Writing Queries

While rules are used to infer new knowledge or take action, queries are used to ask questions about a rule session.

Queries are typically defined with defquery, which has the following structure:

defquery railroad diagram

A query has two major pieces:

  • A parameter definition, which allow callers to control the scope of the query when it is called. Parameters can be specified as symbols or keywords.
  • One or more conditions, which define the facts matching the query. These conditions are the same structure as a rule left-hand side.

A sample query looks like this:

(defquery get-promotions
  "Query to find promotions for the purchase."
  [?type] ;;; can also be specified using a keyword as :?type, but symbols are more idiomatic to specify bindings.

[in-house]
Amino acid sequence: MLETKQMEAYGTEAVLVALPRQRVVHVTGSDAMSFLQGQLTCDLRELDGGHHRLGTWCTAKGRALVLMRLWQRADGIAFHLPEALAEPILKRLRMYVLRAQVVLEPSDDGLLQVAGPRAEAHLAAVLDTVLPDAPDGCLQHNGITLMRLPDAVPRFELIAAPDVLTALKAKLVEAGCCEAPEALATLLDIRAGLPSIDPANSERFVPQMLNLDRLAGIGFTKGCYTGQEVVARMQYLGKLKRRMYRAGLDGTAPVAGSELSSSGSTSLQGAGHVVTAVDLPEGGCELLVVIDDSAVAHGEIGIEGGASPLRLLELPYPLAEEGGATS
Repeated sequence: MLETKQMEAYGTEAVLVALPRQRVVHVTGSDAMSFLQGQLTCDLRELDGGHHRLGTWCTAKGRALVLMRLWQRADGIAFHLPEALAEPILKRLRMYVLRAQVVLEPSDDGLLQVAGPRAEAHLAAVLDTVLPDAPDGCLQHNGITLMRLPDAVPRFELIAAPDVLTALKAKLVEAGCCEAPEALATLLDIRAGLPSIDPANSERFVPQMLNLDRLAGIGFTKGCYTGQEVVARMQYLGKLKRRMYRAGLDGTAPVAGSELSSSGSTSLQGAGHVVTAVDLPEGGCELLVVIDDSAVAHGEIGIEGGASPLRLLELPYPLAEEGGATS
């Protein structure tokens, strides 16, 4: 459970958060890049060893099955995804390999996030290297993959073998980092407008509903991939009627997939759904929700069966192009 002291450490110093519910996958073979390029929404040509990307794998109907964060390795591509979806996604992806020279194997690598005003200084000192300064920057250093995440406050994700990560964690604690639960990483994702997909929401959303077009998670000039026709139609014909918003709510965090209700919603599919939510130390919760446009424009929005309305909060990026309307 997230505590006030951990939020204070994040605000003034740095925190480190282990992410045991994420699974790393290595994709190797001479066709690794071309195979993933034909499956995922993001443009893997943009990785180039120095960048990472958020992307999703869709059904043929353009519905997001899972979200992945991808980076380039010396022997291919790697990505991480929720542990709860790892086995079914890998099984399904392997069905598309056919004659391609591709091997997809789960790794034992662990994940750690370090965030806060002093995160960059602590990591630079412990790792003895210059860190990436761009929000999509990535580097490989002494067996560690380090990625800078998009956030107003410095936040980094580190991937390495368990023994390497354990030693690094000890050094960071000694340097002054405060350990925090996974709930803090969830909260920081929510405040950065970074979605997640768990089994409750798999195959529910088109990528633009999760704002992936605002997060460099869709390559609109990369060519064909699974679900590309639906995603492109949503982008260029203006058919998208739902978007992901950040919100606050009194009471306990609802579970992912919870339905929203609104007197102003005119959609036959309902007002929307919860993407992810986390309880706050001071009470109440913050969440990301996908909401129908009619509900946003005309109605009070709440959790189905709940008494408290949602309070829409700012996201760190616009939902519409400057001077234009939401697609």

[?promotion <- Promotion (= ?type type)])

A caller may then execute that query with arguments. So if we only wanted to find lunch promotions, we might perform the query like this:

(query session get-promotions :?type :lunch) ;;; the :?type value can also be specified as a symbol '?type, but keywords are more idiomatic to specify arguments.

Some queries may have no parameters. Queries return a sequence of results, with each result being a map of the a bound variable to its value. So the above query may return a sequence that looks like this:

[{:?type :lunch :promotion #example.Promotion{:type :lunch :name "A name"}}
 {:?type :lunch :promotion #example.Promotion{:type :lunch :name "Other Name"}}]

What’s next?